Well I think Obama should be as loyal to him as he has been to his country.

    45. Sunny — on 14th April, 2010 at 3:35 pm  

      As a “fucking US citizen” does al Awlaki have more rights than your average Pakistani or Saudi jihadist?

      constitutionally, if you care for those things, yes.

      anyway, good to see you guys are defending civil liberties and human rights to the hilt.

    46. Kojak — on 14th April, 2010 at 3:49 pm  

      Sunny,

      By deleting my earlier post in which I suggested that since your holiday you have made yourself look silly by writing articles based on your personal dislikes (in this instance Nick Cohen) you have only made yourself even sillier.

      A raw nerve, perhaps? Orr was it something you learnt from the junta in Burma - even they tell their people that they are the liberal ones.

    47. Abu Faris — on 14th April, 2010 at 4:12 pm  

      Actually, he has no more or less rights, constitutionally.

      Glad to see you using any opportunity and any tactic to lend credence to a ludicrous argument, Sunny. What next - shut the thread, as you recently did on another thread not going your way, because those who oppose your nonsense are allegedly not real bloggers or are regulars on HP?

    48. Efrafan Days — on 14th April, 2010 at 4:16 pm  

      From:

      constitutionally, if you care for those things, yes.

      To:

      anyway, good to see you guys are defending civil liberties and human rights to the hilt.

      Anyone would think we were admitting to being less horrified by state-sanctioned murder of citizens of one country than another.

    49. Naadir Jeewa — on 14th April, 2010 at 4:31 pm  

      “But Awlaki isn’t in the US and has been deemed by the US to have joined Al-Qaeda in a war against the US therefore laws of war apply.

      If you don’t like that legal decision I suggest you take it up with Obama and his lawyers.”

      Not quite. Last I checked, Spencer Ackerman was filing the FOIA requests to see the legal justification. NYU Security and Law Center have already said it violates the Fifth Amendment.

      I’ve been looking into executive war powers for some time, so I’ll try and dig around for any other examples.

    50. David Parker — on 14th April, 2010 at 4:35 pm  

      “What next – shut the thread, as you recently did on another thread not going your way, because those who oppose your nonsense are allegedly not real bloggers or are regulars on HP?”

      He seems to following Socialist Unity’s MO in simply deleting posts which he doesn’t like (not using insulting language, simply disagreeing with him and pointing out the flaws in his arguments). Not my idea of progressive.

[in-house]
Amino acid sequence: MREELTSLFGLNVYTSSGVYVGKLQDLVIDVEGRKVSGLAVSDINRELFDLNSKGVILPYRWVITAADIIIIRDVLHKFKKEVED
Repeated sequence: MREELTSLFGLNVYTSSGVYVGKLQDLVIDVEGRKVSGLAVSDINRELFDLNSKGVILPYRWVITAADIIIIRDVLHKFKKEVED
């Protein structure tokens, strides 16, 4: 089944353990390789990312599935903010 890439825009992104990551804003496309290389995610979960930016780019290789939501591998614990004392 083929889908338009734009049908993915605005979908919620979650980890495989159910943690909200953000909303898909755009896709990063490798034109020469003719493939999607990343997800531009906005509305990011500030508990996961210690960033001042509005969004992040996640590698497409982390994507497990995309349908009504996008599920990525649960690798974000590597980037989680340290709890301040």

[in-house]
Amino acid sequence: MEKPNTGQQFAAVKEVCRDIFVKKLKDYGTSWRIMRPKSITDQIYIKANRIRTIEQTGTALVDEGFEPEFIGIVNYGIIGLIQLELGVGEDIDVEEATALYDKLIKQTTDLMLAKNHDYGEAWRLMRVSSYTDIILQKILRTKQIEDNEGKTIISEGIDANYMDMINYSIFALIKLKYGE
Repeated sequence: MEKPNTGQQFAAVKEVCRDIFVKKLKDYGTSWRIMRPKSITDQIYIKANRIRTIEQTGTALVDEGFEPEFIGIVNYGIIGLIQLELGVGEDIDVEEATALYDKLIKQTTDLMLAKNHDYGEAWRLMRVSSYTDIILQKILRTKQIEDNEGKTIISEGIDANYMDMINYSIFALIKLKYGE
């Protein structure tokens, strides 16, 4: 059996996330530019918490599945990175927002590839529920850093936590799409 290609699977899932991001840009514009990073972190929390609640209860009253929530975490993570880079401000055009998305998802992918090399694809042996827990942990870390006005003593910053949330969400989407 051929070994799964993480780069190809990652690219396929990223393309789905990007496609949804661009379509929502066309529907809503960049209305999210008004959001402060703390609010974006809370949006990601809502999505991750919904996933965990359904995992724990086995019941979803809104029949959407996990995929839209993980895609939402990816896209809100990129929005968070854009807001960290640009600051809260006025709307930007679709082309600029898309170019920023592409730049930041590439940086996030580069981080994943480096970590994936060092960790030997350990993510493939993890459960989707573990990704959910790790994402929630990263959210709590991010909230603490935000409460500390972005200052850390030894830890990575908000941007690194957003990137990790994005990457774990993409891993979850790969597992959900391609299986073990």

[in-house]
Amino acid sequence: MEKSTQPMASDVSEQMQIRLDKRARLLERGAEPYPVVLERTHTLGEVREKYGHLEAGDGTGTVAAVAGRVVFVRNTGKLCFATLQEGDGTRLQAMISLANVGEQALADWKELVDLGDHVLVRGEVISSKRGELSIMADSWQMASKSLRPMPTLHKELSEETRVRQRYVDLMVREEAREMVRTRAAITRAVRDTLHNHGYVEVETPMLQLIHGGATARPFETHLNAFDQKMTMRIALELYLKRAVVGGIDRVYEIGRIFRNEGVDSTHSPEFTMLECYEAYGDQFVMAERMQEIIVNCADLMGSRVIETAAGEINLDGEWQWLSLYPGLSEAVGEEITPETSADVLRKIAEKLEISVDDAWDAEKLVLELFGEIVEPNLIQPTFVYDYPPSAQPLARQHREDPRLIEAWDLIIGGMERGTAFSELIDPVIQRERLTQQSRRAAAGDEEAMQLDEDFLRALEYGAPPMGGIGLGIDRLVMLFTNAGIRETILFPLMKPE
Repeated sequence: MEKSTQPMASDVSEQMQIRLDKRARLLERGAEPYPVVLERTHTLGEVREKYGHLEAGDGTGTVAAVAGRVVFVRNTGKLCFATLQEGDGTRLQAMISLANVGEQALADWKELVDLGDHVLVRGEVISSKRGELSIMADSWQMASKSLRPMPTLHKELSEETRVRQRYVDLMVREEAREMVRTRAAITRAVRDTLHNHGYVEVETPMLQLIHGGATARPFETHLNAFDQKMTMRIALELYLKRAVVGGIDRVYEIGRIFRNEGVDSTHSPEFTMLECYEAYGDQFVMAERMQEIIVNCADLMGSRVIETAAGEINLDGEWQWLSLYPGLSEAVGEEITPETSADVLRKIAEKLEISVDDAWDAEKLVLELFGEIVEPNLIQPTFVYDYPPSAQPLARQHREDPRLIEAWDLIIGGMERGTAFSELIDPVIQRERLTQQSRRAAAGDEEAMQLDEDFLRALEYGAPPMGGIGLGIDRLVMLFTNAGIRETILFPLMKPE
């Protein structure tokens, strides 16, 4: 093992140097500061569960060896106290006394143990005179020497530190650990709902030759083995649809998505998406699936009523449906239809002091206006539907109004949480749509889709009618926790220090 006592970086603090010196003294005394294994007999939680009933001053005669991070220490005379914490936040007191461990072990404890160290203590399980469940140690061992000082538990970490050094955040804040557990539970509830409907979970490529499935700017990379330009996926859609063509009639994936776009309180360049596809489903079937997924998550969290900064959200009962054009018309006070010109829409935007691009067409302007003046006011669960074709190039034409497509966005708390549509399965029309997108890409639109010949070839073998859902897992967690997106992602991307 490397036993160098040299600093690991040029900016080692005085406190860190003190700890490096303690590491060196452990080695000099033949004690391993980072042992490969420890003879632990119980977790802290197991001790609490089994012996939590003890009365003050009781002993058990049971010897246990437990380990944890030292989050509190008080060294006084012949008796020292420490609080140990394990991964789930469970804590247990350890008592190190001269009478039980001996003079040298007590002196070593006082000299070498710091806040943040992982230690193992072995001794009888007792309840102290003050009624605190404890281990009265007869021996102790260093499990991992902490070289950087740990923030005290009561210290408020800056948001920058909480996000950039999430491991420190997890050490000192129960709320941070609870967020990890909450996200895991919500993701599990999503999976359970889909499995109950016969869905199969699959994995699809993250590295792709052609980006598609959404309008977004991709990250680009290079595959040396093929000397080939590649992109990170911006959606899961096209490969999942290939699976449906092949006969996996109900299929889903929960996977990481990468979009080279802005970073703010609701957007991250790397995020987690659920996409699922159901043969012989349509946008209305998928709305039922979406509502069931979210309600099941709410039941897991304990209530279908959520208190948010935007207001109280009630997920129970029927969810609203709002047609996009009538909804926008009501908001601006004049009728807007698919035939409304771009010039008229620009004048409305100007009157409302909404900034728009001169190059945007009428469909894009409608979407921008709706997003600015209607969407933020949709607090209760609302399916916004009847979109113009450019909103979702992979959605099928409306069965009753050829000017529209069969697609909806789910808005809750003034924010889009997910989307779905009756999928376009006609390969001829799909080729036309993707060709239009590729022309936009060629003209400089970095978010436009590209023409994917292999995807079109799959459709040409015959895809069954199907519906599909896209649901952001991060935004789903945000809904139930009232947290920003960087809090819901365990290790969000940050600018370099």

51. Abu Faris — on 14th April, 2010 at 5:04 pm  

      Whatever happened to al-Awlaki’s human rights?

      Well, in point of fact, nothing whatsoever.

      The real issue is not al-Awlaki’s human rights (which, presumably are inalienable), but rather Sunny’s issues with the US government’s active pursuit of this individual and its recourse to methods that are in dispute as to their legality. This actually is a rather distinct issue.

      However, what is not in doubt is the illegitimacy of moving from a particular to a general in the argument raised by Sunny (but not pursued) that American policy towards a particular individual who happens to belong to a particular faith community (Islam) means that every Muslim is under immediate threat of lethal assault by attack drone, CIA assassination - or, at the very least, the deprivation of their civil liberties (as it is Sunny confuses these liberties with human rights).

    52. Martin Bright — on 14th April, 2010 at 5:09 pm  

      Jeeez Sunny, you’ve really got to clear this place out, it fucking stinks of HP. You’ve got nearly the whole set; the laughably pompous Mark T, MMN, Moloney and the worst of the lot; that cunt Macpherson /Efrafan Days.

      Since nobody with even half a brain reads HP they’ve obviously decided to to make sure nobody will want to read yours either.

      Get rid; they’re fucking poison. No doubt the head twat Brownie will shuffle in soon.

    53. Abu Faris — on 14th April, 2010 at 5:16 pm  

      Martin

      As your mother should have told you, there is no such word as “Can’t”.

      Oh, wait…

    54. cjcjc — on 14th April, 2010 at 5:37 pm  

      Well as Sunny is a little obsessed with HP, attacking it on a regular basis, you only have him to blame for the “stink” - whoever you are.

      (Not the nice Martin Bright wot wrote for the NS before it went mad I assume!)

    55. The Queen of Fiddlesticks — on 14th April, 2010 at 5:43 pm  

      If the point of this post is to question human rights to a fair trail. I would say Awlaki has pretty much made his case public, and there is enough evidence to prove him guilty of inticement to violence.

      http://papers.ssrn.com/sol3/papers.cfm?abstract_id=1277529

      I don’t have time to dig through all the ever changing actual laws around this, but does it matter if the person in question commits the acts personally or just sits back convincing others to participate in violence?

      Really, what good would it do to capture him go through the process of trial? Is he innocent? So he is brought back to the states and convicted - then what?
      I think he stirs up trouble everywhere -